What strikes me about hedge funds, Murray, is not that they are good or bad; it's that they are so boring.
I've read the debates about whether or not hedge funds beat market averages. Mostly, the studies are not helpful. Whether you believe Burton Malkiel's assertion that hedge funds lag the S&P 500 or not, it's beside the point. Hedge funds don't invest in U.S. large-cap stocks; they invest internationally, use derivatives and follow a wide range of strategies.
Despite the reputation and the occasional blowup, hedge fund returns are actually pretty dull. The higher-risk strategies like emerging markets produce high returns with high volatility, while lower-risk strategies like merger arbitrage produce lower returns with less volatility. That and $2 will get you on the subway.
My guess is that hedge funds lag the global capital markets by their costs, on average. There's nothing inherently wrong with the hedge fund structure. The fact that funds have some control over capital flows is probably a slight advantage over mutual funds; the lack of transparency is probably a disadvantage. I even like incentivizing fund managers.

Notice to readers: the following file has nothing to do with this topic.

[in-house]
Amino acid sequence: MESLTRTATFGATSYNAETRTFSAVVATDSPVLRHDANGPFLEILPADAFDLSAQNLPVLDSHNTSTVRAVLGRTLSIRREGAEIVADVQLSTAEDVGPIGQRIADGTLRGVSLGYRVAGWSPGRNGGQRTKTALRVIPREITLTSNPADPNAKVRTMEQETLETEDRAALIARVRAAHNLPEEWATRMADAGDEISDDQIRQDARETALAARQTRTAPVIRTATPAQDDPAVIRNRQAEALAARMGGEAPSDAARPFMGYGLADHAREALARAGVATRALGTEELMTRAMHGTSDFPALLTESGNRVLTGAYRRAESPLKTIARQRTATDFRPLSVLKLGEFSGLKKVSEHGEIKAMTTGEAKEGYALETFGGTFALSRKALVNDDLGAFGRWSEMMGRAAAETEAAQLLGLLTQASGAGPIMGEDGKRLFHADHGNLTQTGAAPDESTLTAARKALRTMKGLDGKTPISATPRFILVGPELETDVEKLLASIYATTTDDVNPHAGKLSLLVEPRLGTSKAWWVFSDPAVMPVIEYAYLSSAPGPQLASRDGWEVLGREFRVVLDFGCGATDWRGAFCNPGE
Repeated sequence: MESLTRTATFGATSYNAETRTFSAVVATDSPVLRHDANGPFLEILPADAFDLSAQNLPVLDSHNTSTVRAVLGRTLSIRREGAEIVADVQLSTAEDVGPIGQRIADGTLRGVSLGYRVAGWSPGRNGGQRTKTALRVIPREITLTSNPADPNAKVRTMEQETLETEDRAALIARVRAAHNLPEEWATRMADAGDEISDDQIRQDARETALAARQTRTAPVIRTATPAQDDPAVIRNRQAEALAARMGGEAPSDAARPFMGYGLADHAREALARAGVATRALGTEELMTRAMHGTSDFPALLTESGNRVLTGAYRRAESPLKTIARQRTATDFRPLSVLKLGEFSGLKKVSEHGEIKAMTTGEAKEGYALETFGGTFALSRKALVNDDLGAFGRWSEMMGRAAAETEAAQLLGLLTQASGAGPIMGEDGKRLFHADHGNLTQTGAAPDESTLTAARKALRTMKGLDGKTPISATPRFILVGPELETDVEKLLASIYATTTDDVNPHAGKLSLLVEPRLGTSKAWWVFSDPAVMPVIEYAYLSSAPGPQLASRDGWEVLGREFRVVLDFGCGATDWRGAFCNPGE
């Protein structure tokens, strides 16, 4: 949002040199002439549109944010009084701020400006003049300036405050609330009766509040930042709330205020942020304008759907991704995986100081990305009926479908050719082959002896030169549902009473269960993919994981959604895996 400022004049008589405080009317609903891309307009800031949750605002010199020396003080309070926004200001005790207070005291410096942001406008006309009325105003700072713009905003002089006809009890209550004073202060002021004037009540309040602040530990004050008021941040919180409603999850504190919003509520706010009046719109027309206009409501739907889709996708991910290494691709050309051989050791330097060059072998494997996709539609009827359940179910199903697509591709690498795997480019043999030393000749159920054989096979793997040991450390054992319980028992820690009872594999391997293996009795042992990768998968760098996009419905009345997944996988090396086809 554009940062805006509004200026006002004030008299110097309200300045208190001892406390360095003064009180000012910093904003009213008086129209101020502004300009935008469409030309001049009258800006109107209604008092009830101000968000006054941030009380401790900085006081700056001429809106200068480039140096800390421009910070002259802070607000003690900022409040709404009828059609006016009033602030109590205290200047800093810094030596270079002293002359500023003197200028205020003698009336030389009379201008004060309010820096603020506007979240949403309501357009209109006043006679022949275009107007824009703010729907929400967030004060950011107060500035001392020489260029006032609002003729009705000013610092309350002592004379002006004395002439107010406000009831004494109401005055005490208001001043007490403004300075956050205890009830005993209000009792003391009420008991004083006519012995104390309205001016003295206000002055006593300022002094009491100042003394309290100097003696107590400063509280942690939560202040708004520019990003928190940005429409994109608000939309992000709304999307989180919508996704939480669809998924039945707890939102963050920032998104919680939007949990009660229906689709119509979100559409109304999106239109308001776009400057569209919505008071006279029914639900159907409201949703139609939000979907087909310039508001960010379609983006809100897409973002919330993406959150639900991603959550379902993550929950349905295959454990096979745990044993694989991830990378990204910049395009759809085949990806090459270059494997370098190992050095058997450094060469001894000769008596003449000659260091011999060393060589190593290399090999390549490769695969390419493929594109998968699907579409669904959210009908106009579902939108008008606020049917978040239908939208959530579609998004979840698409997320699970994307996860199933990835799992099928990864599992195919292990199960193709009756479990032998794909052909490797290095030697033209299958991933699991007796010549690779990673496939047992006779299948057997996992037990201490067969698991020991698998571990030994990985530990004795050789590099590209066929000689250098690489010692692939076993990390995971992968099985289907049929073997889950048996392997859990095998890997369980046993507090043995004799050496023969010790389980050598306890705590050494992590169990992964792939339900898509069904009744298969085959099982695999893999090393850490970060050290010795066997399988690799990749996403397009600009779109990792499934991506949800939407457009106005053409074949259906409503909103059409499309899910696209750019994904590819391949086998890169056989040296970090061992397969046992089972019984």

The big problem with hedge funds is that their costs are so high. 2 and 20? Hah. And the incentives only work on one side: If the funds go up, the managers get paid extra; if the fund goes down, nothing happens. (One of the best things about Vanguard's actively managed funds is that they penalize managers who trail their benchmarks.)
Of course, the best hedge funds are also closed to new investors.
Really, beyond costs, there's nothing wrong with hedge funds. I actually like the way they exist on different spots of the efficient frontier, and some of the new hedge fund replication strategies (both mechanical and synthetic) are interesting.
But does it make sense to pay 2 & 20 for the funds? You gotta be kidding me.